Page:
Do journalists have too much information about the online reader or not enough? It depends on whom you ask.
It’s a debate that continues as the New York Times published a story earlier this week about how the Washington Post, Wall Street Journal and the NYT use metrics. But does the newsroom have too much info about their readers? Can a writer have too much information about the customer?
Former Guardian director of digital content and current Columbia University professor Emily Bell thinks journalists should have more information, while the marketing department could use a little less.
If an editor now seizes on a story which is highly complicated, but deeply important, and it is not well read, or read at all, then the information should be used to make sure that story presentation, linking and marketing improves so that it is. Too often the filtering of metrics are left in the hands of the commercial departments, when journalists should be able to use a whole series of tools and feedback data to put important journalism in front of readers.
But the WSJ’s Digits blog brought in arguments that would disagree with Bell.
Digits blogger Jennifer Valentino-DeVries told about a Colombia University report that said all the numbers online “often conflict, and there is such a cacophony of information that it ‘impedes editorial decision-making,'” wrote DeVries.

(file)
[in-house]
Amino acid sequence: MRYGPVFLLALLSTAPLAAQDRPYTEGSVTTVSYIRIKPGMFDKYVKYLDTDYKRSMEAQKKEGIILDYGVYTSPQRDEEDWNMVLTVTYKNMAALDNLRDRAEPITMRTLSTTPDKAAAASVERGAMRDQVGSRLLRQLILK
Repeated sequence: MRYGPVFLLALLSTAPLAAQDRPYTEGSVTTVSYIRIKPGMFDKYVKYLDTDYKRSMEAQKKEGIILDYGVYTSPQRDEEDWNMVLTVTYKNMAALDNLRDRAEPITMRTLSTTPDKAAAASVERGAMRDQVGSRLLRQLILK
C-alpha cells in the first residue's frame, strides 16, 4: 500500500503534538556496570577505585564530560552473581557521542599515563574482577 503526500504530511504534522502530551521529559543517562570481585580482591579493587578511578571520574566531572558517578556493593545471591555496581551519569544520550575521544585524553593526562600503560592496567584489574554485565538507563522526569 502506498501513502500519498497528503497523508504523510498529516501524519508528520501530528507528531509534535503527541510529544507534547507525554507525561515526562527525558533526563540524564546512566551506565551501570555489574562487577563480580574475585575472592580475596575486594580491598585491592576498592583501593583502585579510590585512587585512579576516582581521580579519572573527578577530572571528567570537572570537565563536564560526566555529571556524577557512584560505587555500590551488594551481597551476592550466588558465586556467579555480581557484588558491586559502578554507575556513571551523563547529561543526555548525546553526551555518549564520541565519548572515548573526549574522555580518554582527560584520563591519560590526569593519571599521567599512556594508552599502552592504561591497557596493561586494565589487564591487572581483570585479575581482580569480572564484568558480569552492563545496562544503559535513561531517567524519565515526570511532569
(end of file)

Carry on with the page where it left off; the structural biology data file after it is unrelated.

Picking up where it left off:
She goes on to point out that other forms of communication have had one clear way of measuring traffic. Television has Nielsen ratings, for example. Online traffic doesn’t have one answer, and the many different options often show different results.
“Ironically it’s still like being a traditional editor making calls based on your gut instinct – you have more data, but it’s conflicting,” said multimedia editor at the Miami Herald Rick Hirsch to DeVries.
So what’s the answer? Would you rather have more options, or do you abide by the less is more argument? Personally, I would like to see every person reading this blog at every moment. Maybe that’s too much.
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